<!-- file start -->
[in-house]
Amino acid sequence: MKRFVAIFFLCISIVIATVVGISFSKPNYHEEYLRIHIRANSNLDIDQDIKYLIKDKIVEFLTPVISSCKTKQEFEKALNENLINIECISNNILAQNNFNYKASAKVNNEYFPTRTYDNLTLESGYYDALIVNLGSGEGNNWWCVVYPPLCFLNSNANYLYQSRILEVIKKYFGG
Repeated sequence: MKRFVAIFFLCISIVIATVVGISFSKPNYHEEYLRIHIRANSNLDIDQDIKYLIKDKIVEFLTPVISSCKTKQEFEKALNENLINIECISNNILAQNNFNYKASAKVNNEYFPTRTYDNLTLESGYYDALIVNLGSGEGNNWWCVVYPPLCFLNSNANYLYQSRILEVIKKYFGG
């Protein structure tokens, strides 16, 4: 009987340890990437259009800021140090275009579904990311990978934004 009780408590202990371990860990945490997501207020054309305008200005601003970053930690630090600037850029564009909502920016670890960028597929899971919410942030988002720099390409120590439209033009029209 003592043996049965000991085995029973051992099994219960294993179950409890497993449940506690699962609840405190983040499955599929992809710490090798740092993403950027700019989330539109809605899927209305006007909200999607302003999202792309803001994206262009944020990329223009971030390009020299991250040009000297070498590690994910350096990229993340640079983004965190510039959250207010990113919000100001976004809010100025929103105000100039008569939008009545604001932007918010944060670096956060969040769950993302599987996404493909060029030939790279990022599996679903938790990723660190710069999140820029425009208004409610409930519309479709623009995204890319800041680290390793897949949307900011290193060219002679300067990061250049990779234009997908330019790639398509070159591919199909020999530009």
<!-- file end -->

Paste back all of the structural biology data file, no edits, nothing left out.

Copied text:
[in-house]
Amino acid sequence: MKRFVAIFFLCISIVIATVVGISFSKPNYHEEYLRIHIRANSNLDIDQDIKYLIKDKIVEFLTPVISSCKTKQEFEKALNENLINIECISNNILAQNNFNYKASAKVNNEYFPTRTYDNLTLESGYYDALIVNLGSGEGNNWWCVVYPPLCFLNSNANYLYQSRILEVIKKYFGG
Repeated sequence: MKRFVAIFFLCISIVIATVVGISFSKPNYHEEYLRIHIRANSNLDIDQDIKYLIKDKIVEFLTPVISSCKTKQEFEKALNENLINIECISNNILAQNNFNYKASAKVNNEYFPTRTYDNLTLESGYYDALIVNLGSGEGNNWWCVVYPPLCFLNSNANYLYQSRILEVIKKYFGG
């Protein structure tokens, strides 16, 4: 009987340890990437259009800021140090275009579904990311990978934004 009780408590202990371990860990945490997501207020054309305008200005601003970053930690630090600037850029564009909502920016670890960028597929899971919410942030988002720099390409120590439209033009029209 003592043996049965000991085995029973051992099994219960294993179950409890497993449940506690699962609840405190983040499955599929992809710490090798740092993403950027700019989330539109809605899927209305006007909200999607302003999202792309803001994206262009944020990329223009971030390009020299991250040009000297070498590690994910350096990229993340640079983004965190510039959250207010990113919000100001976004809010100025929103105000100039008569939008009545604001932007918010944060670096956060969040769950993302599987996404493909060029030939790279990022599996679903938790990723660190710069999140820029425009208004409610409930519309479709623009995204890319800041680290390793897949949307900011290193060219002679300067990061250049990779234009997908330019790639398509070159591919199909020999530009």